But for now, the evidence would seem to suggest that distinctive amplifier sounds, if they exist at all, are so minute that they form a poor basis for choosing one amplifier over another. Certainly there are still differences between amps, but we are unlikely to hear them.”
Differences are understandable. An amplifier having 0.1% distortion and one having 0.001% distortion are clearly not the same but the are way below audibility. An amplifier having a damping factor of 10 and one having a damping factor of 1000 are also not the same but once again the difference is not audible.
I have personally completed several blind A-B listening tests over the years between good amplifiers, tube or transistor. Although I thought I could hear a difference each time, my choice was only correct about 50% of the time. I have also conducted blind listening tests for other people. I have learned how important it is to set the amplifier gains to be exactly equal and that the amplifiers should not be seen or identified for the listener. The slightly louder amplifier often is preferred. Comparison must be instantaneous or the listener forgets. If the identity of the amplifiers is known, the listener often gets preoccupied with identifying which amplifier is playing instead of the sound quality. The questions asked of the listener about the sound quality are also very important. I even hide the speakers as well as the amplifiers behind an acoustically transparent curtain.
Here is a test conducted at the 2006 Rocky Mountain Audio Fest and written up in the February 2007 issue of audioXpress magazine.
“Few have ever been able to participate in a real-time, level matched comparison of two power amps driving the same speaker system in the identical acoustic environment. The listening comparison involved a 35W per channel vacuum tube amp and a very well-built solid-state Denon amplifier rated at over 200W per channel.
The vacuum tube amp was one of “classic” late sixties type design that was recently gutted and updated. Each channel employs a pair of KT-88s in a classic AB pentode arrangement with fixed bias. The amplifier employs a modest degree of negative feedback typical of amplifiers of the time, and achieves a damping factor of about 20.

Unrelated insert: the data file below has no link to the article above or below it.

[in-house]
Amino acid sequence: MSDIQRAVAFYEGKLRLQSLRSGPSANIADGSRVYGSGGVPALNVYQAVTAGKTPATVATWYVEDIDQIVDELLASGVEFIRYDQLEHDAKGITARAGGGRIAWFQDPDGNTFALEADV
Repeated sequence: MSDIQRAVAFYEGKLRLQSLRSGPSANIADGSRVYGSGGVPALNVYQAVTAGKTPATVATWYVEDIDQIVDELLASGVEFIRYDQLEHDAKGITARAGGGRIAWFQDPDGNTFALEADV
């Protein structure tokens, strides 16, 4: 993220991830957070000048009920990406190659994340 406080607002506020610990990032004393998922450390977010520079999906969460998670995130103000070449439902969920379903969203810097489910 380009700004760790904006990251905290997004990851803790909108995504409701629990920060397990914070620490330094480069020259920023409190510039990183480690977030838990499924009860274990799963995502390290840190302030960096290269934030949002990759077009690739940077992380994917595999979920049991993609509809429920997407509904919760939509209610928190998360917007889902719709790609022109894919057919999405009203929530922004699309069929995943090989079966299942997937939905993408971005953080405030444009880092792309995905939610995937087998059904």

This was an interactive workshop. One participant held a remote switch and could select either the vacuum tube or the solid-state amplifier. A green LED visible to all participants illuminated when one of the amplifiers was selected. The identity of that amp was not revealed until after the show. A variety of music could be selected for the listening comparison.
Some people came away from this presentation amazed at how hard it is to hear variances in obviously different components, while others thought they could perceive subtle audible differences. Attendees were informally polled at the end of each presentation and the results were tabulated. There were no “night and day” results. Indeed, for most attendees the differences were difficult to hear. Moreover, those who perceived a difference were just as often wrong in selecting which amplifier they thought was the tube amp. This shocked all of us.”
What about the definition of "good"? Rather than get into a controversy of opinions, lets indicate, for the sake of this discussion, a few measurements that most could agree with. Response is flat 20-20kHz within 1 dB, distortion is less than 0.1%, damping factor is greater than 10 and it is free from ringing or oscillation. This can also be related to transient response.
I should point out that most amplifiers depart from flat at the frequency extremes of 20 Hz and 20 kHz. These are areas that can have a wider tolerance without being audible. An article was published in Audio, July 1994 titled "Speaker cables: Measurements Vs Psycho-acoustic data" by Edgar Villchur. The psycho-acoustic data shows that for pure tones at 16kHz the smallest just noticeable difference in level is 1.31 dB. He also indicates: "It can be predicted that at a given level the just noticeable difference will be increased by a significantly greater amount by the masking effect of musical sound below 10 kHz."
Like other things in life, including us, amplifiers can be more than just good or bad. The Aristotelian world declares that things are either black or white, plus or minus, with no middle ground. The real world shows that there are all shades of gray in between. Amplifiers can range anywhere between good sound to bad sound. There may even be a twilight zone where we can't really decide.